Molly had been heart and home for the Winchesters from the moment Dean met her. Unlike Mom, or Jess – even Madison – Molly hadn’t been lost to evil; she died because of a heart problem. It should have killed her years before it did; almost had when she was pregnant with Jack – but she’d always said that loving Winchesters made her heart so strong that even the doctors were fooled.
Maybe that’s why Dean was so at peace with his family, while Sam… He’d had the promise of domestic bliss with Jess and it had been ripped away. Home had become Dean, Molly, and the children. Not a woman.
A sharp poke on his arm dragged him out his reverie.
“Sam Winchester, are you just going to stand out on the stoop all day?” Sally was laughing at him.
He bent slightly to kiss her on the cheek, then followed her into the house. She took him straight through to the kitchen at the back and started burrowing into the refrigerator.
“Sit down, Sam.” Her voice was muffled by the sheer quantity of food she kept in the fridge. “I figured we could have an early lunch before we get down to business.”
“It’s not even 10:30 yet, Sal! I don’t even think the twins would try and call that lunchtime.”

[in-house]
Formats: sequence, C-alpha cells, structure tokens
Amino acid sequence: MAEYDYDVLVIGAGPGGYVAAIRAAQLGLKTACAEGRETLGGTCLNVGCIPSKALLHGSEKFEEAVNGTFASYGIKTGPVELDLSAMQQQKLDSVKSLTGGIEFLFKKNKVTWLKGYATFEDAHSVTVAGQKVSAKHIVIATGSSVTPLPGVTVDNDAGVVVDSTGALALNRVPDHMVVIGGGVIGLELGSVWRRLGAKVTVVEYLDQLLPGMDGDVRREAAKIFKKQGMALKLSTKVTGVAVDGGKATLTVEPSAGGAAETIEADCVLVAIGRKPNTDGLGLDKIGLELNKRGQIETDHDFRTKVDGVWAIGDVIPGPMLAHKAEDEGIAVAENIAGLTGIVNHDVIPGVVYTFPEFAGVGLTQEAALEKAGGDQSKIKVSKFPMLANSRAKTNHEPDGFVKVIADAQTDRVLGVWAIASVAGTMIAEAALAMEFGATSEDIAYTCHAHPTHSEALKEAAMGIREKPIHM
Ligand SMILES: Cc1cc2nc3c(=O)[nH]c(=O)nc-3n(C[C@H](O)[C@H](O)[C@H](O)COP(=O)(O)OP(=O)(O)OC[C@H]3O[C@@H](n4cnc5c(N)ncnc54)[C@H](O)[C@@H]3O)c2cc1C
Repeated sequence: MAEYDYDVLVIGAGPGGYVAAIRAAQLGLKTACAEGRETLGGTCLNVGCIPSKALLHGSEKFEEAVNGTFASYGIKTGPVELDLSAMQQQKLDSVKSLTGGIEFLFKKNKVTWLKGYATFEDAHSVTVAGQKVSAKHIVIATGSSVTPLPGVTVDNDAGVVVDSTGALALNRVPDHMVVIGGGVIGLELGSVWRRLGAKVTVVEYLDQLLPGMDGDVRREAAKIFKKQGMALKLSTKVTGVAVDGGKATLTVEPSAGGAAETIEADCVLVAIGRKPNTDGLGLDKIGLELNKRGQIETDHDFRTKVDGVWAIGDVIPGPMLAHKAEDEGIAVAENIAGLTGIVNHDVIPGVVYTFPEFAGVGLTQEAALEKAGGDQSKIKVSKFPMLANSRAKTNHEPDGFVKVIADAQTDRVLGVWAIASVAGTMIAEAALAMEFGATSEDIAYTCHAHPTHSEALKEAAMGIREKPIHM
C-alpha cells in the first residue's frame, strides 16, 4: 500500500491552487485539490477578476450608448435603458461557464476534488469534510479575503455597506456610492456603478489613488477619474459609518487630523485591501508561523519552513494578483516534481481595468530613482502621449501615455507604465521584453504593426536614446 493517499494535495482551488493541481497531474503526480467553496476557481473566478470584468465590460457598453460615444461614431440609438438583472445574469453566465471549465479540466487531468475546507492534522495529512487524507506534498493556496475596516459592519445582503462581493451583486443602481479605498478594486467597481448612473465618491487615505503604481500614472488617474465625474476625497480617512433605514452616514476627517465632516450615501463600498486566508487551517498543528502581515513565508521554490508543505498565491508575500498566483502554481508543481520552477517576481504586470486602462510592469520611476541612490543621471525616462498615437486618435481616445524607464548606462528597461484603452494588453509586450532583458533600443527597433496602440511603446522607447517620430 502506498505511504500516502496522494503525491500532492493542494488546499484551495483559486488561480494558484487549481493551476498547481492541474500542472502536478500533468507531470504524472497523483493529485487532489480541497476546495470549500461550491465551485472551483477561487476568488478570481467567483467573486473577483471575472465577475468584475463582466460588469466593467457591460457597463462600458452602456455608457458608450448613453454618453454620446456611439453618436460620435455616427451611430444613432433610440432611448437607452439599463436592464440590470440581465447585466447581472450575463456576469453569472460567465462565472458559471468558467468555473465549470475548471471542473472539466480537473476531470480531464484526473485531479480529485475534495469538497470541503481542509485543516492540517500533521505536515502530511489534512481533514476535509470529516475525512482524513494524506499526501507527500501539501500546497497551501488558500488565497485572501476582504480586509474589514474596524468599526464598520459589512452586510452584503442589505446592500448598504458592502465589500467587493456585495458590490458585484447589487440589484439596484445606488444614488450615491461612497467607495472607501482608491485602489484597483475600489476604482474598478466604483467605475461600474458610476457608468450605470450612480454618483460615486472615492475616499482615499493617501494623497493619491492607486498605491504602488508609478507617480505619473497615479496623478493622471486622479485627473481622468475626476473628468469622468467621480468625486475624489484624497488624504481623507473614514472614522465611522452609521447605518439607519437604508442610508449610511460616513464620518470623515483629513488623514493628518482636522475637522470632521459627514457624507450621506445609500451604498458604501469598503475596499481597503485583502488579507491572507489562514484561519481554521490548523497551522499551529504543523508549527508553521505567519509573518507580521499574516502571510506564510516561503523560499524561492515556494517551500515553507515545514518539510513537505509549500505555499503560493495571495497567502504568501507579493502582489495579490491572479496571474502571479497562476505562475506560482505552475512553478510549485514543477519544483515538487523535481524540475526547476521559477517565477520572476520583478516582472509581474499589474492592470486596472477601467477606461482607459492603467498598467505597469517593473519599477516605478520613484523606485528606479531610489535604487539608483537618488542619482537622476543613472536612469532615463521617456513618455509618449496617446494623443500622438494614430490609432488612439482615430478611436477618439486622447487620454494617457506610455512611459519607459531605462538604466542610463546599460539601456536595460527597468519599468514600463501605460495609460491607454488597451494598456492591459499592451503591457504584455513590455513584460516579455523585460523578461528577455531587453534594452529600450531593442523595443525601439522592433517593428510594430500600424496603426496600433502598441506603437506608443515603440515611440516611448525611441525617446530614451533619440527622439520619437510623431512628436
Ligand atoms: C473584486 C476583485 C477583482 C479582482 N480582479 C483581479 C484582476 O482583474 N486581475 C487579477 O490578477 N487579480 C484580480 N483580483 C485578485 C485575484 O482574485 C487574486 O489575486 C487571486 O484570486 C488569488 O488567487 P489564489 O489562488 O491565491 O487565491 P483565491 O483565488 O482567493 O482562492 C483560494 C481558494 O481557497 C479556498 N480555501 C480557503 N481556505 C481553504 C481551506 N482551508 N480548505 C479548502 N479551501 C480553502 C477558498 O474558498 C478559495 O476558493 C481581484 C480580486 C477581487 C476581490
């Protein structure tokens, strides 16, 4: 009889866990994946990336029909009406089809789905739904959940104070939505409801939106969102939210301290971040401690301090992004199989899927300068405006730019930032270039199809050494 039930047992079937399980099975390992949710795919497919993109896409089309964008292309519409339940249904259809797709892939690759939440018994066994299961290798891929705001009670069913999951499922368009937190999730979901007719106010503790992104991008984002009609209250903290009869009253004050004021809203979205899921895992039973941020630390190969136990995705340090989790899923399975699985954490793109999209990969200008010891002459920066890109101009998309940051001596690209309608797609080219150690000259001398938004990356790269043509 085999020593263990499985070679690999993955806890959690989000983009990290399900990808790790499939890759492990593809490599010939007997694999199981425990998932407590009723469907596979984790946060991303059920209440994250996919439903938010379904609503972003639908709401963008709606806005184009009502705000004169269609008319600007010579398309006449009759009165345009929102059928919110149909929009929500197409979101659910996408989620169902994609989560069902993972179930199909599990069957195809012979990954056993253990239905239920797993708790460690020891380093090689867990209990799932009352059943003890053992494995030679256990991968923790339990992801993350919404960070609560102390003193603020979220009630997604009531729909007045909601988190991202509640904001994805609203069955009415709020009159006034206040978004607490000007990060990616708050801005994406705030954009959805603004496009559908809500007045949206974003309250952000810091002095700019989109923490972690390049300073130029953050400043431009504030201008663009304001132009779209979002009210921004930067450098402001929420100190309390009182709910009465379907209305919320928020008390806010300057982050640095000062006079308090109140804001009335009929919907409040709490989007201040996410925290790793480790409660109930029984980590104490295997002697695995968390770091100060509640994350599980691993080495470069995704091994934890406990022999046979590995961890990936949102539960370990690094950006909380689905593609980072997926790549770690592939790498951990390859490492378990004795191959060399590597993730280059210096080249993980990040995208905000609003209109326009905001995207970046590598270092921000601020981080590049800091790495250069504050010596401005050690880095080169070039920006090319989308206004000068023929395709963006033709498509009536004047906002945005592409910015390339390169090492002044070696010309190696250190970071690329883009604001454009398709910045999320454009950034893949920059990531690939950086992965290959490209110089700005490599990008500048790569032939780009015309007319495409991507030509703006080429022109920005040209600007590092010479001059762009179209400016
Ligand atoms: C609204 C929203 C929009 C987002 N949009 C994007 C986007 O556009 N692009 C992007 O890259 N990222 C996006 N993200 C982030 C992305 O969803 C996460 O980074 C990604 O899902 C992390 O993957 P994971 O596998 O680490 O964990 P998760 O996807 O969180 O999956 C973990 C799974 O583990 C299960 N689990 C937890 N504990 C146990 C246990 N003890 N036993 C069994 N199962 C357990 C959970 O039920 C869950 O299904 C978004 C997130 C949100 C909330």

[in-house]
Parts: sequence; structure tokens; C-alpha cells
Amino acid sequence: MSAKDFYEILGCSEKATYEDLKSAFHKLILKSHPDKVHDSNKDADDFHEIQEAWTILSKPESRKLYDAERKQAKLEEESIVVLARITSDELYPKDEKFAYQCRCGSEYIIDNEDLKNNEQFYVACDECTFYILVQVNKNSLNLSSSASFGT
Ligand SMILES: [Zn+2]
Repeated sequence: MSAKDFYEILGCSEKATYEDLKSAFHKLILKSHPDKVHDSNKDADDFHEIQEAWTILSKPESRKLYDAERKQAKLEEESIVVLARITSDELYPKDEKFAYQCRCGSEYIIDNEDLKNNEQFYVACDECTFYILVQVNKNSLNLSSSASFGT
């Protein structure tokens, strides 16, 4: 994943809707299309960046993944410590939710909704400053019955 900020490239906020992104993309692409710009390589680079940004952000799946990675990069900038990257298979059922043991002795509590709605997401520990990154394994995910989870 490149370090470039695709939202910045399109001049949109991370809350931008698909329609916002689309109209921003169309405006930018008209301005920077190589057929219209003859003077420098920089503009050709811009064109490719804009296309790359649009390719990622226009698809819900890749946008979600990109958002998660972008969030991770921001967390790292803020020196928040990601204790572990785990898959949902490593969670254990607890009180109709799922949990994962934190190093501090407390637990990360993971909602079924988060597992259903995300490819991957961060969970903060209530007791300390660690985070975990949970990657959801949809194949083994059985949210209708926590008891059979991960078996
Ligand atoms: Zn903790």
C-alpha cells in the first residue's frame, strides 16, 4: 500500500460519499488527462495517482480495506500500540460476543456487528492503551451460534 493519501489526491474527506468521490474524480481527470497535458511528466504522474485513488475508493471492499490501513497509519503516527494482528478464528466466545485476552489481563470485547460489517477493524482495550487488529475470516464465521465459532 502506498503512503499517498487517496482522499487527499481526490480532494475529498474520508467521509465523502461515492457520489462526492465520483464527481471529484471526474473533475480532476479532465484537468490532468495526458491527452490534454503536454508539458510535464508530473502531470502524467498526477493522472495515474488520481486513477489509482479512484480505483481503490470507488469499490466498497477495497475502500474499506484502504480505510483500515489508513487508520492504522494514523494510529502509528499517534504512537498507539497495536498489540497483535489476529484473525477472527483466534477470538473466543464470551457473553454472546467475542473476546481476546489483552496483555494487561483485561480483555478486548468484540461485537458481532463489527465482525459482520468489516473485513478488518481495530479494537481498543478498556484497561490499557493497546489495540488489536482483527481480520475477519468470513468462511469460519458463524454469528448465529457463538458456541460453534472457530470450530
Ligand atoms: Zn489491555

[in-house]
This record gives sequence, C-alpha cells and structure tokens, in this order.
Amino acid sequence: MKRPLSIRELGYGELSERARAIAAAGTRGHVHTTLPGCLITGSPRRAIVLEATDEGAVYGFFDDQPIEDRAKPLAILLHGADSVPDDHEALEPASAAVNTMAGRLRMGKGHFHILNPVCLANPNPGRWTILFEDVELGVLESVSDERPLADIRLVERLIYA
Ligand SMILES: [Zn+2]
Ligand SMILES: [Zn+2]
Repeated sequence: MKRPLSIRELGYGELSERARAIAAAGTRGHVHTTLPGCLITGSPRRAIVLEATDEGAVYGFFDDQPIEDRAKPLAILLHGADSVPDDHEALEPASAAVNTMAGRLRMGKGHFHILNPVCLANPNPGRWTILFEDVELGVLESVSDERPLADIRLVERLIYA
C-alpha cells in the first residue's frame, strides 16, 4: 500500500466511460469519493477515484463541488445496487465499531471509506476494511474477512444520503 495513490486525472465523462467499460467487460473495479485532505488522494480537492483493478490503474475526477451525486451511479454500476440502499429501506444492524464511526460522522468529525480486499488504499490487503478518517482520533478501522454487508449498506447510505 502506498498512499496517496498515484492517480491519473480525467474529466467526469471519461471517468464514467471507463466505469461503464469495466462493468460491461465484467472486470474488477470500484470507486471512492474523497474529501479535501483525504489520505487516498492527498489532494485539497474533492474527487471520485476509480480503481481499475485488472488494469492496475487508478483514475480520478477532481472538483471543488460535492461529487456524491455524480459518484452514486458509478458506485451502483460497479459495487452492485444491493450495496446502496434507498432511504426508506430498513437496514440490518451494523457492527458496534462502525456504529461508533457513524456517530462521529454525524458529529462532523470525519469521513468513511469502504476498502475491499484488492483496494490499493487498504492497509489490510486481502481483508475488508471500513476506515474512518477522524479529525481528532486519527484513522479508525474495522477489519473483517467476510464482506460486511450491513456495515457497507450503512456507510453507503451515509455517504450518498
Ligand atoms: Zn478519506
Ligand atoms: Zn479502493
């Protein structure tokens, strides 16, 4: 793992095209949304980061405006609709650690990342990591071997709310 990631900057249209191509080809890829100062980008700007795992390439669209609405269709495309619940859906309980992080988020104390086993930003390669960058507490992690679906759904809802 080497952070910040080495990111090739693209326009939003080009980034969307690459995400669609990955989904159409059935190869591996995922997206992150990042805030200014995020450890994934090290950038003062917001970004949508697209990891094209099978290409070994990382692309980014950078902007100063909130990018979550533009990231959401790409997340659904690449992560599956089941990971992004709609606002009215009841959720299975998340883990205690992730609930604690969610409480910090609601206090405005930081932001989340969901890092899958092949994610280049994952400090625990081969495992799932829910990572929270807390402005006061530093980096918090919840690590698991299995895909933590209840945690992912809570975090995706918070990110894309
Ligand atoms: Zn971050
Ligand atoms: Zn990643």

“Yeah, well, I’m not sure you’ll want to eat much later on, and we’ve time to kill before your brother gets back.”
Sam caught her eye as she brought boxes over to the table but she shook her head. “Eat first, business later, okay?”
Sally wasn’t a great cook, certainly not compared with Molly, or even Dean, but she could buy up a storm in a deli and their early lunch was a masterpiece of salad, sandwiches, pickles and quiche. She’d cleared the remains of the food off the table but refused to talk ‘business’ until Sam finished his coffee and the large slice of Angel food cake she pressed on him.
When she finally deemed that he’d finished lunch, she cleared the table and sat down opposite him. “I know why you’re here, Sam. You’ve found something, your brother and you?”
Sam sighed and smiled ruefully. “The kids, actually; a binding altar and a lot of other magic. It was all so mixed up that I wondered if it would actually do anything at all, but we went to see John Green before I came here and he said there was messed up Wolf energy in the area, so whatever it is, it’s managing something.”
“More than something, Sam. And they’re focused on you and yours now; there’s a dark cloud heading straight for the Winchesters.”
A cold spread over Sam, like ice water was being poured down his spine, and he felt like he was back with Bobby, listening to his prophecy that a storm was coming.
Dean was humming as he pulled up to collect Sammy; music blaring, taquito in hand. His new glasses were awesome – he didn’t need to tip his head to see and the color varied with the light, too. And Sam was waiting on the stoop for him; they were on a real hunt, in a real car, with the family safe at home. This was a good day.
Sam slid into his rightful, shotgun, seat and Dean tried not to pose to show his glasses off as he pulled out again.
“Very nice, Dean.” Sam gestured at Dean’s head.